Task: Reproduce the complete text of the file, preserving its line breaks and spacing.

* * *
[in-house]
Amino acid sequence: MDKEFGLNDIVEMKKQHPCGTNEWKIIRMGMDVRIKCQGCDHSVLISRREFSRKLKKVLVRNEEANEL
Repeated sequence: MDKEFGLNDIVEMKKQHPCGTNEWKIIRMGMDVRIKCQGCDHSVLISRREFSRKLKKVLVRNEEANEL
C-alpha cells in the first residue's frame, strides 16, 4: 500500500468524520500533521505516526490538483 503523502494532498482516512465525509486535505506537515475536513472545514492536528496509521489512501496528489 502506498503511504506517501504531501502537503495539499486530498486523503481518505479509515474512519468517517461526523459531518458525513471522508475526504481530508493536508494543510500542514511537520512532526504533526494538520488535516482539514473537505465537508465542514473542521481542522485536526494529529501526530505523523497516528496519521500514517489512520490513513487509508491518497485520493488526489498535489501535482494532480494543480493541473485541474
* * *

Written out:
[in-house]
Amino acid sequence: MDKEFGLNDIVEMKKQHPCGTNEWKIIRMGMDVRIKCQGCDHSVLISRREFSRKLKKVLVRNEEANEL
Repeated sequence: MDKEFGLNDIVEMKKQHPCGTNEWKIIRMGMDVRIKCQGCDHSVLISRREFSRKLKKVLVRNEEANEL
C-alpha cells in the first residue's frame, strides 16, 4: 500500500468524520500533521505516526490538483 503523502494532498482516512465525509486535505506537515475536513472545514492536528496509521489512501496528489 502506498503511504506517501504531501502537503495539499486530498486523503481518505479509515474512519468517517461526523459531518458525513471522508475526504481530508493536508494543510500542514511537520512532526504533526494538520488535516482539514473537505465537508465542514473542521481542522485536526494529529501526530505523523497516528496519521500514517489512520490513513487509508491518497485520493488526489498535489501535482494532480494543480493541473485541474